Bing has launched Insights for Office. “It can use the words from your entire document (or also those you select) to pinpoint exactly what you are looking for. With the help of this context, we are able to rank the most relevant result at the top. Now Abraham Lincoln the president, is shown and not Lincoln the car company – all displayed conveniently next to your Word document. The results are also prioritized by relevance, including Snapshot, Wikipedia, Bing Image Search, and related web content to help find what you need.” So it’s using your entire document for search context, which assuming privacy issues have been ironed out, is quite clever. Good morning, Internet…

I love your comments, I love your site suggestions, and I love you. Feel free to comment on the blog, or @ResearchBuzz on Twitter. Thanks!

New Orleans, New York Times, New Patches, More: Morning Buzz, December 10, 2014

There is now an online oral history archive of New Orleans hip hop.

GMail now has a phone calls tab.

More Google: My Maps Pro is going free.

More More Google: Over 30 vulnerabilities have been found in the Google App engine. (Warning! PC World!)

From Amit, who is always terrific, I do not know how he does it: 20 examples of spidering a Web site with wget.

TechCrunch takes a look at Facebook post search. I still don’t have it.

This could be very interesting. The Royal Mail has launched a 3D printing service.

Tumblr has a new explore button. “Explore dishes up text, photos, GIFs, quotes, audio, video and other content based on other Tumblr blog posts that a user has liked. It also mixes in content that is ‘trending’ on the service in real-time, and it adds ‘staff picks’ which have been highlighted by the folks at Tumblr HQ.”

Adobe has released another handful of updates. Patch patch patch!

Bing has launched a new “Fact Answers” search feature. “These new facts at the top of the search page aim to provide simple answers to searches for things like phone numbers for restaurants, the hours of your local mall, or directions to your friend’s house.”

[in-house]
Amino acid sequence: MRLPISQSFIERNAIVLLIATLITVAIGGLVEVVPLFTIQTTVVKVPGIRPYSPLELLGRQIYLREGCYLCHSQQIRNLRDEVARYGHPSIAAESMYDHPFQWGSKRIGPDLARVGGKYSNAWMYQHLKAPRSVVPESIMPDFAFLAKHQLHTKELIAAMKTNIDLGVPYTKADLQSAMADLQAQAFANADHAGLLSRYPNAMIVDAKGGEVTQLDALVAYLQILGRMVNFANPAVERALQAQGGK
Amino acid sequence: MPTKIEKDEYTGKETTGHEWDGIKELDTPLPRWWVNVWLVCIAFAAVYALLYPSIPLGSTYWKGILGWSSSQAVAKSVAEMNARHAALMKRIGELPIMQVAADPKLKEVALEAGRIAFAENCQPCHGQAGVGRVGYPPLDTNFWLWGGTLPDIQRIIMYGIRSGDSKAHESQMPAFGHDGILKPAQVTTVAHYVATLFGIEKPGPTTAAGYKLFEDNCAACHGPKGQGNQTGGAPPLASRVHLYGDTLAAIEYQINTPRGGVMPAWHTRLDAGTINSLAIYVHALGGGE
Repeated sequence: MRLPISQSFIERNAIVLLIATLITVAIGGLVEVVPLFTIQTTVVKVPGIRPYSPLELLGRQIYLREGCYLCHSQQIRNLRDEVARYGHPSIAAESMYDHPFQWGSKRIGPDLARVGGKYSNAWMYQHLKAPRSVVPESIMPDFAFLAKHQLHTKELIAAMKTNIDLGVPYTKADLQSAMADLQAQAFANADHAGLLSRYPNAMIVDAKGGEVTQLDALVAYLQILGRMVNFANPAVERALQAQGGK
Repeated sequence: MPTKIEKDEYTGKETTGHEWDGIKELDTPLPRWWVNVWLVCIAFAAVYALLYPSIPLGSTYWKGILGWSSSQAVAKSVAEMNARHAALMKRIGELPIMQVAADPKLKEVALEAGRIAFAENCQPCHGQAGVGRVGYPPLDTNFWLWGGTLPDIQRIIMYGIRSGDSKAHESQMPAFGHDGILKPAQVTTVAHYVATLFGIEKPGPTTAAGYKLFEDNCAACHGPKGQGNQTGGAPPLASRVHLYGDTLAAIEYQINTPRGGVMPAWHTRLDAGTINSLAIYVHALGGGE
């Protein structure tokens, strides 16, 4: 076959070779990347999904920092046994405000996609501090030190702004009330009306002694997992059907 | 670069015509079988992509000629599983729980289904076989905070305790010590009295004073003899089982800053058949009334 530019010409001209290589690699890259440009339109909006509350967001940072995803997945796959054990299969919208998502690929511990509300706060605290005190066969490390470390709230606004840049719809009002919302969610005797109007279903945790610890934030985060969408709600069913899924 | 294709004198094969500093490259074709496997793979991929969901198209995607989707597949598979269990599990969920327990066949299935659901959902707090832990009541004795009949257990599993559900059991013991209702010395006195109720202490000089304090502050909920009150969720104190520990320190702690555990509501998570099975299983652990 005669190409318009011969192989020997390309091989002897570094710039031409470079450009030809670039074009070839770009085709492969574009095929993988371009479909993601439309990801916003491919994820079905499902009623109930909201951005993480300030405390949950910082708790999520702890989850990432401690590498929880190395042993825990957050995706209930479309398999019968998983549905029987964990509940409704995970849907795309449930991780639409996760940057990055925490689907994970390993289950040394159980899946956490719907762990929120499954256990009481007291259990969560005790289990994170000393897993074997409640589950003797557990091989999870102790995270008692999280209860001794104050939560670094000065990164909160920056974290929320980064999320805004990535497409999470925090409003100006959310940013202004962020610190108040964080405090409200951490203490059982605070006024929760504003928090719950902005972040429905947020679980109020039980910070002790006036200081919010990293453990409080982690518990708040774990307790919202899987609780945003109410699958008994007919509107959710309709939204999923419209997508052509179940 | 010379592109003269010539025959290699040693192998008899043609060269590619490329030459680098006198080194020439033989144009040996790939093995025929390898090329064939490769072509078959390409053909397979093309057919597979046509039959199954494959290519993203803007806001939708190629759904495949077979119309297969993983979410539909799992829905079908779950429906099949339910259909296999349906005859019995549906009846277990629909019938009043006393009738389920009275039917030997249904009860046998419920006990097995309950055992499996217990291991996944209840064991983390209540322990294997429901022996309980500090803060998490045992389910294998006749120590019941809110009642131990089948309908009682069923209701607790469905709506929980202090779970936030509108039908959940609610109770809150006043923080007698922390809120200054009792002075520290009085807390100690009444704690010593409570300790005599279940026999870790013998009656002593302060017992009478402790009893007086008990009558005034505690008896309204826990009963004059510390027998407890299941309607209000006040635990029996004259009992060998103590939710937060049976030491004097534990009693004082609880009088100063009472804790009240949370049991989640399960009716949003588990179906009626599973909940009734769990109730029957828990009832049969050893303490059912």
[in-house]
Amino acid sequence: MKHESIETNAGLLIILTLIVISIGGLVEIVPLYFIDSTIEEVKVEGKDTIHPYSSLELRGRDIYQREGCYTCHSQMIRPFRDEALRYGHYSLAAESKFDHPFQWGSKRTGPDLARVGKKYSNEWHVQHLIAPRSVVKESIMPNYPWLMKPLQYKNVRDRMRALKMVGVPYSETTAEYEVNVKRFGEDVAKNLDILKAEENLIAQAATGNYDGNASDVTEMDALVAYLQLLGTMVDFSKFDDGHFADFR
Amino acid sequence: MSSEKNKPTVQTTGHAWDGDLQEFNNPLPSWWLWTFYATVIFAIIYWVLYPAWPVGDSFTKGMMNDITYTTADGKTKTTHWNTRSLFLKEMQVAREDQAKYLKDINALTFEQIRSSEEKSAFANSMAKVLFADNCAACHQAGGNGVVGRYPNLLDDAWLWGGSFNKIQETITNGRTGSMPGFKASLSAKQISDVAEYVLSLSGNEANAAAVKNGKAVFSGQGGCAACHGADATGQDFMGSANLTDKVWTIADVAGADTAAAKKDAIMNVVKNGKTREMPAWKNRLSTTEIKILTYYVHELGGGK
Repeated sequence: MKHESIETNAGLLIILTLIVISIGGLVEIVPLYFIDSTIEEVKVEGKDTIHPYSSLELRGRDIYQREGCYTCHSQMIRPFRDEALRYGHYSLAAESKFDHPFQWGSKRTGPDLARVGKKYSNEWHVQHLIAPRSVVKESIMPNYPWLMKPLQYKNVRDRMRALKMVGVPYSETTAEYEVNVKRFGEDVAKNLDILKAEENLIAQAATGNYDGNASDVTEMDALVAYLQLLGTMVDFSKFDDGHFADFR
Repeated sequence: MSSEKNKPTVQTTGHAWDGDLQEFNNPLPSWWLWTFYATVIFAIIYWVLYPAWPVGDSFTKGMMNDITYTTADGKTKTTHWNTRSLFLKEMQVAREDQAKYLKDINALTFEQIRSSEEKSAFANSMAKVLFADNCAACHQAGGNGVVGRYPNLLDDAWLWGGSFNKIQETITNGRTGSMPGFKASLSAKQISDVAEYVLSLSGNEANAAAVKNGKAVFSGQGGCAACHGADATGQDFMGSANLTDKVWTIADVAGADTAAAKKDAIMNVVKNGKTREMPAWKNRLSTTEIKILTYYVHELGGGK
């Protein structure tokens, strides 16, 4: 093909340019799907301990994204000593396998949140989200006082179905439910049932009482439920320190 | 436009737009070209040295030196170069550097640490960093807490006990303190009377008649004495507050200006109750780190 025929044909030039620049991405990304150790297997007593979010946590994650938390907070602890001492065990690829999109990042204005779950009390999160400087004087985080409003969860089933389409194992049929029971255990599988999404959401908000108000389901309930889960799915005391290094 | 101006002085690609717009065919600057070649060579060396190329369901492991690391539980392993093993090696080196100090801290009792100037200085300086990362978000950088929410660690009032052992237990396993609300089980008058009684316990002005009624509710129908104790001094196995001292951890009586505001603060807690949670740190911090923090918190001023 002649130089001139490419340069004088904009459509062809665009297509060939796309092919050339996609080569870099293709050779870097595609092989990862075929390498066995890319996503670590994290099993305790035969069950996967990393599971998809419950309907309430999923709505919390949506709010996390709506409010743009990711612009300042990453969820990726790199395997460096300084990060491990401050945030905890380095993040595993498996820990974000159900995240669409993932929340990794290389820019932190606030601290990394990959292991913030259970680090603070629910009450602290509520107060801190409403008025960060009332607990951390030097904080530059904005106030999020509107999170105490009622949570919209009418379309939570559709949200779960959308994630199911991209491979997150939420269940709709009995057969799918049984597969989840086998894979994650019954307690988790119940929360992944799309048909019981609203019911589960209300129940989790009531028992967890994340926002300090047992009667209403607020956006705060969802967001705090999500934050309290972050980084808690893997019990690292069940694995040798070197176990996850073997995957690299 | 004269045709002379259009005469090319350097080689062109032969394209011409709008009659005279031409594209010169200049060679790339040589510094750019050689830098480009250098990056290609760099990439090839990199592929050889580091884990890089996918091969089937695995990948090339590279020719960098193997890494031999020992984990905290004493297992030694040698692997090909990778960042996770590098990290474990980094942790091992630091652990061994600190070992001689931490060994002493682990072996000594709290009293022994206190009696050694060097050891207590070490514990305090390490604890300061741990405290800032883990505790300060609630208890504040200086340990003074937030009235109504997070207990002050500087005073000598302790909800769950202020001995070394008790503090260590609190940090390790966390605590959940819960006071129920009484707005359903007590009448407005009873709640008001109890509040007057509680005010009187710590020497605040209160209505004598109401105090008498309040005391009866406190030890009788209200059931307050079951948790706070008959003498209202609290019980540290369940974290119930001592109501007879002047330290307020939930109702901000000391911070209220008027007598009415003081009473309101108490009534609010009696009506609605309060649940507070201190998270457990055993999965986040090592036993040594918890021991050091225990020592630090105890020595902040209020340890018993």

Greenbot really likes Google Keep.

The New York Times has open-sourced its crowdsourcing tool, Hive. “A couple of months ago, the New York Times rolled out an interesting project called Madison, in which the newspaper asked readers to help the paper identify old print ads by going to a website and answering questions — and even in some cases transcribing the actual text in the ads. Now, the company is open-sourcing the platform it built for that project, known as Hive, so that others can use it for their own experiments in crowdsourcing.” Good morning, Internet.

I love your comments, I love your site suggestions, and I love you. Feel free to comment on the blog, or @ResearchBuzz on Twitter. Thanks!

Twitter, Troubadour Crusade Poetry, More: Morning Buzz, December 9, 2014

According to an article in PC World (Warning! PC World!) Google Translate is going to get more muscle.

Ready for some navel-gazing? Here’s How to analyze all your 2014 tweets.

More Twitter: 10 Twitter Analytics and Visualization Tools.

Created and still developing: an online archive of troubadour crusade poetry. How cool is that? “Researchers from the University of Warwick are editing and collating the first comprehensive archive of troubadour and trouvere poetry and songs covering the Crusades as part of a new Anglo-Italian research project which will open up the lyric poetry of the medieval troubadours and trouveres to its widest-ever audience. The poetry, some of it long forgotten to modern audiences, will be published on the University of Warwick and University of Naples websites complete with translations, information on manuscripts and earlier editions, and details of the historical circumstances of their original composition and performance.”

Theses of Delhi University scholars will be going online. “Delhi University will develop a digital repository of research conducted by its students. The digital repository will be part of the University Grants Commission’s digital database, called Shodhganga repository, and will include doctoral theses and dissertations.”

GMail has some more categories if you poke around a little.

YouTube can now tell you how copyrighted music will affect your video before you upload it. “Say you want to use Boom Clap from TechCrunch friend Charli XCX. You can now check and see that your video will still be viewable worldwide and that ads can appear on your video — but chances are you won’t be able to monetize your video through ads yourself.”